Four teenagers strike poses atop a playground slide. Their bare chests gleam in the autumn sunshine. A nostalgic visit to a childhood haunt? Not quite. Feet directed at the eye of a smartphone poised below is a giveaway. Welcome to the world of Alpha findoms—or financial dominators—who earn “tributes” or “tips” performing for clients who crave online humiliation. Hashtag sugarbaby; cashmaster; or humanatm to find them. Cue moral panic.
Alpha Kings is an incisive documentary incursion into the lives of teenage findoms. At first hand, the film dresses the portrait of a generation of self-reliant and emotionally ambiguous young men whose online personas are purpose-built for money making. Yet, it also expands into a smart commentary on contemporary American society.
From cosmetics to porn, the move to online life in the wake of the pandemic has created a fresh economy of influencers or “content creators.” At a time of unparalleled global wealth inequality, financial dominators show us that the guilt of the rich can be easily monetized. In this game of digital BDSM, money is the kink, and control over wallets, rather than bodies, is what is sought and bought. At least in theory: “Yeah, you can fucking cum,” decrees a nineteen-year-old blond while his friends laze on the couch scrolling through their feeds. Without an adult in sight, they look like some of Peter Pan’s lost boys, until you realise their low-budget productions turn a very, very high margin of profit—sums in the hundreds of thousands of dollars. Their business philosophy is neatly encapsulated during a livestream: “I want you to all go broke tonight.”
Since 2016, the British website Only Fans has made millions selling videos and photos by creators, with 20% taken on all online transactions. Live streams by male and female financial dominators are easy enough to find. But last year, the platform was rocked by several allegations of child pornography, with videos of children as young as five featured on the website. Calls for urgent regulation ensued. Creators were spooked at its potential consequences, but business seems to have since returned to normal.
Ring lights like fallen halos in a sparsely furnished bedroom. A male voice resonates with an eerie, metallic tone from the portal into the realm of finsubs that is the laptop. A fan asks to see his Alpha’s dental cavities. He is berated. Then, a tip comes in with a Vegas-like acoustic flourish. A spotlight promptly illuminates the insides of a boy’s mouth. He berates his client again—Larry Clark, eat your heart out. Another day, another pose: side by side, the boys display their sculpted torsos to the camera as they pass a joint around. It’s part performance art, part underwear shoot, part adolescent posturing. It is meant to be a catalogue of Alpha perfection, if by perfect you mean white male Abercrombie-models…. Only now is the culture of grooming and sexual abuse behind the flagship retail brand coming to light.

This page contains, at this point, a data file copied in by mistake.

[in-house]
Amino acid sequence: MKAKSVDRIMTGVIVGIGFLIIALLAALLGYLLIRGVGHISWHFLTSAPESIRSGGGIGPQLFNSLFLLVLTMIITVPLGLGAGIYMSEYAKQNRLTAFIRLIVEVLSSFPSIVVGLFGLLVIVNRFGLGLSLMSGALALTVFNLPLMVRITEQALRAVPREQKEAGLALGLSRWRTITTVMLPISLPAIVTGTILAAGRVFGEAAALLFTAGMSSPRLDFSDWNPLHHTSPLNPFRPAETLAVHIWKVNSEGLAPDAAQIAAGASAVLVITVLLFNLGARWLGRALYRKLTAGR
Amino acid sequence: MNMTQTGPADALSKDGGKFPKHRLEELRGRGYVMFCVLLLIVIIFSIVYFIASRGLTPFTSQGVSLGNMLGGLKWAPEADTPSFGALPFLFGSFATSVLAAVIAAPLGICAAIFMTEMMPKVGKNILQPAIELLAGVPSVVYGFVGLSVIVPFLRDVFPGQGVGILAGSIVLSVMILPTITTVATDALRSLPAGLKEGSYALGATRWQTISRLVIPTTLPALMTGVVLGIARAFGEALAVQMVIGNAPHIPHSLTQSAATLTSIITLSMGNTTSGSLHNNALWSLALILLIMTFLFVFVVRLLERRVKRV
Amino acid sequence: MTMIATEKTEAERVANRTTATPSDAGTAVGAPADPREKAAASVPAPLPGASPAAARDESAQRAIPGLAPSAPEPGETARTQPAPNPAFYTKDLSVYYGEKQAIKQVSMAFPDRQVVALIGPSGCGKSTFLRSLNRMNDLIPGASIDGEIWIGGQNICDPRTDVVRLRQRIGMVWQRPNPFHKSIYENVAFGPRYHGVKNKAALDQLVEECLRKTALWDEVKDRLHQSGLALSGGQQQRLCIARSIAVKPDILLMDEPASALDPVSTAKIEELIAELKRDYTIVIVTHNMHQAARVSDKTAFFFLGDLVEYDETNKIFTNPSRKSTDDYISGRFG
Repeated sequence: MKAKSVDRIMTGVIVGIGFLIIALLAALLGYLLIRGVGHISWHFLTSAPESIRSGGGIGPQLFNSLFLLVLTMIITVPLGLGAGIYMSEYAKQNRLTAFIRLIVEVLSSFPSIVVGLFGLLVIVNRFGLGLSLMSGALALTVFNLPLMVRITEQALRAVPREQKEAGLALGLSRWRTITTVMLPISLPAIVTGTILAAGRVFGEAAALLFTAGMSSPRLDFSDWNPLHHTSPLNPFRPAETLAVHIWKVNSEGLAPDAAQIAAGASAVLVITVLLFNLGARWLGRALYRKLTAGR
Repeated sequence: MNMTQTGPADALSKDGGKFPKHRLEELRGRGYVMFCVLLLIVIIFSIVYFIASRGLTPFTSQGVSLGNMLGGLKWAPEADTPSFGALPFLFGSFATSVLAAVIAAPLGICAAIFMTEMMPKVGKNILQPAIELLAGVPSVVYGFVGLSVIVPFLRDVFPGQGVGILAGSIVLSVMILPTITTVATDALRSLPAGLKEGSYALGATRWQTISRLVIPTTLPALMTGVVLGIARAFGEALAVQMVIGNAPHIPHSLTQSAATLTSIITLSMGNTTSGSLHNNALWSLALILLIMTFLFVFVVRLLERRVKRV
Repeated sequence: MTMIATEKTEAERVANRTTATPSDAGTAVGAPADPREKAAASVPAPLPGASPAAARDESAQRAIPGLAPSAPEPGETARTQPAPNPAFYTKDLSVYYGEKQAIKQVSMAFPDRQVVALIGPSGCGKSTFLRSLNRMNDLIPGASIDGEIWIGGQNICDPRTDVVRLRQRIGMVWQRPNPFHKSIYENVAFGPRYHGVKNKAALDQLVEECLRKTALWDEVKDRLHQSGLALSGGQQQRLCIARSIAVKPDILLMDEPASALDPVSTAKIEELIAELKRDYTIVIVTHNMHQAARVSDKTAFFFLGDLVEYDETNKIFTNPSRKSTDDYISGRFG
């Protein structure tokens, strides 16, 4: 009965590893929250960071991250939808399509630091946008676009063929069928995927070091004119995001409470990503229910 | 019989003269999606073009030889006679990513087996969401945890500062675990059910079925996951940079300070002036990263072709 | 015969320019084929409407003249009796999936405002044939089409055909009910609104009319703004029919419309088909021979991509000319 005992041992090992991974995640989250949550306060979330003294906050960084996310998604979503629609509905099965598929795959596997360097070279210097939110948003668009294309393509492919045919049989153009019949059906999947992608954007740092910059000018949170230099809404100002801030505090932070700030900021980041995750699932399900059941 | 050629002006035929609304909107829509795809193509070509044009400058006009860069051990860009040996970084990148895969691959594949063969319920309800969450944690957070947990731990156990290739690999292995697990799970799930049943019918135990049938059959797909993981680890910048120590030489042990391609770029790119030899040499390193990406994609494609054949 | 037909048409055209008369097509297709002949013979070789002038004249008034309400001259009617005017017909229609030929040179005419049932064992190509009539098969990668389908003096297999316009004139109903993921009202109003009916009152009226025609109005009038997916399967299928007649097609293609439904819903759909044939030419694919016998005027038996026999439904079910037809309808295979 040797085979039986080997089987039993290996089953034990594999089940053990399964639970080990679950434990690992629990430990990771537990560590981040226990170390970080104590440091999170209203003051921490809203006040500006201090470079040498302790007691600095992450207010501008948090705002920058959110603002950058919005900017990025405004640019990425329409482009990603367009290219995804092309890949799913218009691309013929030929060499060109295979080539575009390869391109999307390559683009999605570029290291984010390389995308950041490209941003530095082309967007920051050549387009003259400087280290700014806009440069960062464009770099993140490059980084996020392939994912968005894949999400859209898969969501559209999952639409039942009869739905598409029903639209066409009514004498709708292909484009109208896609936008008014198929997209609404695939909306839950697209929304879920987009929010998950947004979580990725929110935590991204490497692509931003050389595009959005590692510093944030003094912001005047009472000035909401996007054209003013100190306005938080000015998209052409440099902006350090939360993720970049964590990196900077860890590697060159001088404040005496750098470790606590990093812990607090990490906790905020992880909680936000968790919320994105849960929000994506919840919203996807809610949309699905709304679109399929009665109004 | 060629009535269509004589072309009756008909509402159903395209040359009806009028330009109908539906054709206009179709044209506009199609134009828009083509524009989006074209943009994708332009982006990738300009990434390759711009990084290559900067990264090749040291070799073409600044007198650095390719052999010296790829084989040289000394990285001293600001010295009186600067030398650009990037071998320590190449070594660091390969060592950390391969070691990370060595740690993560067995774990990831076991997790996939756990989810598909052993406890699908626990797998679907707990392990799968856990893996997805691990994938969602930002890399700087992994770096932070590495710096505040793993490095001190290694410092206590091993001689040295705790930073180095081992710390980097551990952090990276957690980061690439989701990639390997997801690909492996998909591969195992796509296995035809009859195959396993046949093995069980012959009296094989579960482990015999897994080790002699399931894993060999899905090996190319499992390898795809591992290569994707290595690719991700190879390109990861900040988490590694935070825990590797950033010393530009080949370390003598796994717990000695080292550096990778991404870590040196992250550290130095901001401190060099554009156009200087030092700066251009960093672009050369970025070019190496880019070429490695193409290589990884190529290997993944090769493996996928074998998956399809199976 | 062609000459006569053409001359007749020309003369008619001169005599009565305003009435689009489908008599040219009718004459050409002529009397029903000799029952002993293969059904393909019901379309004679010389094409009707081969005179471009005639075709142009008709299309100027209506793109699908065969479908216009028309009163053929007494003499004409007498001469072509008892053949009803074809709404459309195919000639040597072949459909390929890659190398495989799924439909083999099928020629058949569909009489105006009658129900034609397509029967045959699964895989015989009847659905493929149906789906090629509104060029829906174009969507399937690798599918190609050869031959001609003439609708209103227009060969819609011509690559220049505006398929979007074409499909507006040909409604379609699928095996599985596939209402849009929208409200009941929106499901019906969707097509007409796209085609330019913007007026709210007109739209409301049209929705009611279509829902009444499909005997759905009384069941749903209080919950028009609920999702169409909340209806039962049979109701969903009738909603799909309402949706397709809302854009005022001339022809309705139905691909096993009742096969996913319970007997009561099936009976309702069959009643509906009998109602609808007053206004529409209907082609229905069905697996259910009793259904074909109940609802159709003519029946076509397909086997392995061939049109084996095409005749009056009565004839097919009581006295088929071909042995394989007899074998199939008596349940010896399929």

“Just like lowball the fuck out of it.” Advice from the only woman to figure in this financial fraternity. Carefully poised on the edge of a livestream, she keeps an eye on the cash as it pings its way in, working the calculator on her phone with manicured pink nails. Does she take a cut? Is she… their pimp? As with other aspects of sex work, the technological setup makes some concepts murky. “This is my boyfriend…. And I’m his manager,” she says with a smile. That’s that then.
Up close, the spotty faces of teenagers come into focus. Flickers of adolescent hesitation too, between empty junk food boxes and spouts of childish giggling. Then a synthetic assertion of manliness takes over, with its mandatory string of ‘fuck man’ and ‘dudes.’ Rarely has it been so clean that masculinity is a masquerade of sorts, both on and off camera. Yet the monetary logic that pervades these performances seems as simple as it is implacable: “I earn way more money doing this than anything else. I’m making money right now talking.” Casual, amateur, on-demand: this is pornography in the age of social media. But the barrier that is the screen also collapses in “meets” that place Betas only a foot away from their Alphas in pricey hotel suites. These real-life encounters, the film leaves out of view.
Quiet shots of the Houston suburb the boys inhabit are included instead: a residential compound of newbuilds that look like the leftovers of the 2008 financial crisis, the neon lights of a gas station, billboards for Republican governors, a putting session at the local golf course. Seemingly innocuous shots materialise the nexus of race, class, and sex that the online selves of these young Alpha Kings expand upon. Here is an America where the Boy Next Door makes a living online, humiliating strangers. Throughout, the crisp, matter-of-fact camerawork puts the realities of curated middle-class suburban life on the same plane as a uniquely transactional expression of teenagehood—an observational brand of filmmaking that leaves it to the excellent editing to provide subtle social commentary.
What emerges is a pervasive sense of disillusion. As they joke around in a jacuzzi, one of the boys says he doesn’t want to be broke and in college. Another laughingly relates his mother’s 8-12h shifts at a nuclear power plant, “And I still make more than her.” A touching childish vulnerability surfaces, but as these young findoms clamber out of the hot water, it’s as though the edges of the American Dream have been peeled right off. Unless it is given new life through a revised motto: Get Rich, or Dom Trying.